Can we apply this to conservation? One of the greatest gulfs in generational attitudes in modern history arose due to the environmentalist movement that sprang up in the early 1970s. This movement grew out of and was heavily influenced by the youth and hippies of the 60s with free love, peace, and flares being the icons. Whilst it would be reductionist to ascribe all environmentalism of the time to these values, it played a major part. Poet and activist June Jordan expressed it this way:
When we heard about the hippies, the barely more than boys and girls who decided to try something different... we laughed at them. We condemned them, our children, for seeking a different future. We hated them for their flowers, for their love, and for their unmistakable rejection of every hideous, mistaken compromise that we had made throughout our hollow, money-bitten, frightened, adult lives.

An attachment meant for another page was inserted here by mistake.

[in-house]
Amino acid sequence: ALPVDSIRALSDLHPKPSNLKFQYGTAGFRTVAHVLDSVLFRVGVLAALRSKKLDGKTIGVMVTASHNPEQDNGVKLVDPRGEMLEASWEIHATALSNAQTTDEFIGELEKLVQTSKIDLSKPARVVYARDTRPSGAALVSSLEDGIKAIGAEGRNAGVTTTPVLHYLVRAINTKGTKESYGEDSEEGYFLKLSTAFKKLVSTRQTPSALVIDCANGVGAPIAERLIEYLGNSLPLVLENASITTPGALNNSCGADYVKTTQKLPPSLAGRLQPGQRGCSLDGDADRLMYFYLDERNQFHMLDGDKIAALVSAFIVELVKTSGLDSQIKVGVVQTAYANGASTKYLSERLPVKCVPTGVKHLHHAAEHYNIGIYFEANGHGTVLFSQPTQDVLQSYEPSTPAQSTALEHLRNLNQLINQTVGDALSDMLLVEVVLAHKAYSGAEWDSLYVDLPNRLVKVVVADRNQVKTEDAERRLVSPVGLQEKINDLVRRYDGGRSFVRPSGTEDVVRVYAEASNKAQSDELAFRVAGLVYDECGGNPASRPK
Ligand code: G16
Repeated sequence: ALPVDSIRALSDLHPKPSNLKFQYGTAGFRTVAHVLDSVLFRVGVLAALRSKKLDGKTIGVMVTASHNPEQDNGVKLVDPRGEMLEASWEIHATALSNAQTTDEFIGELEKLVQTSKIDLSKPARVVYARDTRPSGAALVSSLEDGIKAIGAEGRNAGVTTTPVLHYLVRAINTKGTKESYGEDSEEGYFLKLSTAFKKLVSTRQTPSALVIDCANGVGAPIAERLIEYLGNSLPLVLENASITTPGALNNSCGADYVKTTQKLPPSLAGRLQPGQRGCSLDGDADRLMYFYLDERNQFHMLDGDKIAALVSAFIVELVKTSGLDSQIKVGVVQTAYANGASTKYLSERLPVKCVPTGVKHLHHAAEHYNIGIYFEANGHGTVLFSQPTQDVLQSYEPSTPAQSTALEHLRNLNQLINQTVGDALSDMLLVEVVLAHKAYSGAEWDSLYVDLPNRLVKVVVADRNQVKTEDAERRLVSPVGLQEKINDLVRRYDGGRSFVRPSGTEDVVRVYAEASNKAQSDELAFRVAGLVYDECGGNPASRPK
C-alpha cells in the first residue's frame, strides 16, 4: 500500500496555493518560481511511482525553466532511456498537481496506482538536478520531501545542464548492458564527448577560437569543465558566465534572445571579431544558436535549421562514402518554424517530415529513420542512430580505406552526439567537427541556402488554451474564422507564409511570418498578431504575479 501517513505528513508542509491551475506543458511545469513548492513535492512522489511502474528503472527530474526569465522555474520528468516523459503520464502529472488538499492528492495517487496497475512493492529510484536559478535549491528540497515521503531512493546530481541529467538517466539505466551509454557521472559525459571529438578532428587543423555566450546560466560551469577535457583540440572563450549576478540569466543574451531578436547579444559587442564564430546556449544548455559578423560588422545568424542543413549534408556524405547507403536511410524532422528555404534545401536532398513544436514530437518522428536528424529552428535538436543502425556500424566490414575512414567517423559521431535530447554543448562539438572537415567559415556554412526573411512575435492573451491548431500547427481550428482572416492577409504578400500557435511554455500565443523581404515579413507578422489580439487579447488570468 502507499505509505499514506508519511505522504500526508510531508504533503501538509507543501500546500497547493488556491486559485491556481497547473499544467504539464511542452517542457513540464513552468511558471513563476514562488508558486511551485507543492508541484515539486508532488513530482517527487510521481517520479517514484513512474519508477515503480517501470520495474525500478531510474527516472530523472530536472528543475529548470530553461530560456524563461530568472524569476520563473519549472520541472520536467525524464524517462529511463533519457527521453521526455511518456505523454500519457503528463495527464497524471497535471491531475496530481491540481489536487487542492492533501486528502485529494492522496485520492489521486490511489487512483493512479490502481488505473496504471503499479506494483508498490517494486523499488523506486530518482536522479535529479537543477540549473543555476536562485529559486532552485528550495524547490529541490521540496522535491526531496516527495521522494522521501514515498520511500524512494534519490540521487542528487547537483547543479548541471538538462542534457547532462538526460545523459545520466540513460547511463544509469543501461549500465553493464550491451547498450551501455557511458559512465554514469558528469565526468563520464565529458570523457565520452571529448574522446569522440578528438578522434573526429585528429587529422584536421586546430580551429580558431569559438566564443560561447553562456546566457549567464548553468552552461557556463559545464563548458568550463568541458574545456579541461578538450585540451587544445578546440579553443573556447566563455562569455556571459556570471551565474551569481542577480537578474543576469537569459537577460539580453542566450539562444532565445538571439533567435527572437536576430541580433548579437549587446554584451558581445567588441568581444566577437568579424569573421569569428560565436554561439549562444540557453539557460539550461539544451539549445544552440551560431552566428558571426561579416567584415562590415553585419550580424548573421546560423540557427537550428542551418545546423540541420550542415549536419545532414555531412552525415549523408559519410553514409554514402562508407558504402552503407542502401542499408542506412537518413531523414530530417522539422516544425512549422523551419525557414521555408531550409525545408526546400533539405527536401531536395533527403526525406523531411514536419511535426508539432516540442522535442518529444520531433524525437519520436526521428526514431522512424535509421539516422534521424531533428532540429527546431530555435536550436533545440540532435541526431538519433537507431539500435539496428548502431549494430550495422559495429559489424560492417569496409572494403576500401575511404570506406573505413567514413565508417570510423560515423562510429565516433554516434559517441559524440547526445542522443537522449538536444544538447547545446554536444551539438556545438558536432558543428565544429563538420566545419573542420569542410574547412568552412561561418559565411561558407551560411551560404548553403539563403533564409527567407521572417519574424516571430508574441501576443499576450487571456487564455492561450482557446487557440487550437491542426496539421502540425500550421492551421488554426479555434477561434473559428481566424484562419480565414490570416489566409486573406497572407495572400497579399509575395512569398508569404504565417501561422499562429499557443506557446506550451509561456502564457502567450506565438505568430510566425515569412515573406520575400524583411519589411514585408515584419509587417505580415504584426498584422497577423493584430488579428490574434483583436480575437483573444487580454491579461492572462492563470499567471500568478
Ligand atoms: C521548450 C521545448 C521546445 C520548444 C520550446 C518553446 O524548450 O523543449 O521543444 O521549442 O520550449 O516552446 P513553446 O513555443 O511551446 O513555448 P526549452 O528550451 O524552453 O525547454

It is my belief that rewilding holds the potential to provide such a radical recasting of values within the conservation movement. If the new generation of conservationists can grasp it with both hands and make it work, it has the ability to bring about a paradigm shift.
At the end of an Earthwatch debate on rewilding, the conclusion given by an experienced conservationist begins with:
Most of us have spent most of our lives … living in a world where what conservation was about was, understandably, holding the line. Let us, for Pete’s sake, stop things getting worse.
Much conservation of the past century can be characterised by a doom and gloom narrative. But what if we don’t want to just ‘hold the line’, stop things being less bad or even just stop them getting worse more slowly. There is no inspiration in this aim. To use a military analogy, where is the glory in conducting a fighting retreat? No other field that seeks to change the world for the better, such as poverty reduction or medicine, has this as its aim.